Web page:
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How to Blend Stain on a Hardwood Floor

When a non-porous surface gets exposed to a stain, you can easily wipe it off with a microfiber cloth. However, that’s never the case with a porous surface like a wooden floor. So instead of wiping it off, you must find a way to blend the stain, but how do you do that?

Blending stains on a hardwood floor is a two-step process; sanding and staining. Sanding is the process of scrubbing the stain’s surface with sandpaper until it’s almost nonexistent. Then, you complete the process by applying an artificial stain to make the flaw unnoticeable.

In this article, you’ll learn how to blend a stained hardwood floor like a pro. You’ll learn about some of the best techniques to remove stains from wooden floors by blending. Then, you’ll learn how to maintain your hardwood floor to prevent the blending in the first place.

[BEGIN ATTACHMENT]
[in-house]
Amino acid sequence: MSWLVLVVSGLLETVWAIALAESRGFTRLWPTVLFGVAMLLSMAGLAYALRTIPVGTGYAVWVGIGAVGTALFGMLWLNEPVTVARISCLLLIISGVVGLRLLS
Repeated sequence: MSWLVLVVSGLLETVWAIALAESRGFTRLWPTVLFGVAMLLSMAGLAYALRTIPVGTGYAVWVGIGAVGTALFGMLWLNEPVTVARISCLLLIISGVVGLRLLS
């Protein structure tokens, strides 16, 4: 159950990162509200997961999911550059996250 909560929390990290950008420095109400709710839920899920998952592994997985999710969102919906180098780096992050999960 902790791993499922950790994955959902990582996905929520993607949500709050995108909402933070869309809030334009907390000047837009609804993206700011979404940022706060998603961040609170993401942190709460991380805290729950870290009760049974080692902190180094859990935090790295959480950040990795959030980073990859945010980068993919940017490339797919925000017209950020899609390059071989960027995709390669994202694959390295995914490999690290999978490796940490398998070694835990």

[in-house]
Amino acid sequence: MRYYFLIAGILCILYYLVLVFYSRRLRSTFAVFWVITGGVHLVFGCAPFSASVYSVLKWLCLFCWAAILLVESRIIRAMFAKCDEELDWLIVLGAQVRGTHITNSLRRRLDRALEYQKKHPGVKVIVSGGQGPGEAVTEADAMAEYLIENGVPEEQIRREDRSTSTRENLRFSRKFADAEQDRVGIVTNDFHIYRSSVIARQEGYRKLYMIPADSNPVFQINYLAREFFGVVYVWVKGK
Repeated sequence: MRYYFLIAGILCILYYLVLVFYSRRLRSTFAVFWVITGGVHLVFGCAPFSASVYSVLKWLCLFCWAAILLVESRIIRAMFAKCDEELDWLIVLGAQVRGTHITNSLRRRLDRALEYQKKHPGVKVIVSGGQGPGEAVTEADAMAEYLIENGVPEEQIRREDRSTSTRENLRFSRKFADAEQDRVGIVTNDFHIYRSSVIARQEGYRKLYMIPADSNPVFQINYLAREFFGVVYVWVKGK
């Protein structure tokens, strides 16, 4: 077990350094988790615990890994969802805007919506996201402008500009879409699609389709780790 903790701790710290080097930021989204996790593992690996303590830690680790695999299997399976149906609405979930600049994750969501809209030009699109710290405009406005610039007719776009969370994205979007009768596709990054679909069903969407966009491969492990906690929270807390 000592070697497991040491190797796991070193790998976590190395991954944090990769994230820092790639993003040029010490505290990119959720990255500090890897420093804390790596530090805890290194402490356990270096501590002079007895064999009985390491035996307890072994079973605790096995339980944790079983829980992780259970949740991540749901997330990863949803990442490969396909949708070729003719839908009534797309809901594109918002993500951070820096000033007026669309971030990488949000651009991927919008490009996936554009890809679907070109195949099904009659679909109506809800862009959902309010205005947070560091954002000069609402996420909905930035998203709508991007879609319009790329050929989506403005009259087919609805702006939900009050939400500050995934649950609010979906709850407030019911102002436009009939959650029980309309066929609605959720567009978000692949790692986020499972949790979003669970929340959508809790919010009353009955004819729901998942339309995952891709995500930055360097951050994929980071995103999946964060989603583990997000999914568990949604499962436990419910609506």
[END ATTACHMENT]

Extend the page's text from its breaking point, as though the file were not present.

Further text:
How to Protect Hardwood Floors from Stains

If you believe the “prevention is better than cure” doctrine, you’ll be more interested in protecting your floor from stains. Preventing your hardwood floor from getting stained in the first place will eliminate the need to blend it.

Here are some of the best ways to prevent stains from discoloring your hardwood floor in the first place:

Remove the stains quickly

It doesn’t matter how quick you think you are; everyone makes mistakes, and you’ll eventually get stains on your floor. When that happens, acting fast to remove the stain is key before it penetrates the wooden surface. Once the stain goes through the surface, it becomes harder to remove by blending.

Also, you should avoid using wooden surfaces for areas that are prone to water spills. When water spills on a surface, it usually carries many impurities, which may cause a stubborn stain that will require blending.